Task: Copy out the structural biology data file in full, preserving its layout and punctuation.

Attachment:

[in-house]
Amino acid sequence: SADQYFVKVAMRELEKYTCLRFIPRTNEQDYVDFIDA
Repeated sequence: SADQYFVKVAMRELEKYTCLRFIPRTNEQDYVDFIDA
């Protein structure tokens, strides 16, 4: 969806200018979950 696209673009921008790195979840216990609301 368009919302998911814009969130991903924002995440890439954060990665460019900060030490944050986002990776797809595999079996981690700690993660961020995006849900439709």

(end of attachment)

[in-house]
Amino acid sequence: SADQYFVKVAMRELEKYTCLRFIPRTNEQDYVDFIDA
Repeated sequence: SADQYFVKVAMRELEKYTCLRFIPRTNEQDYVDFIDA
């Protein structure tokens, strides 16, 4: 969806200018979950 696209673009921008790195979840216990609301 368009919302998911814009969130991903924002995440890439954060990665460019900060030490944050986002990776797809595999079996981690700690993660961020995006849900439709």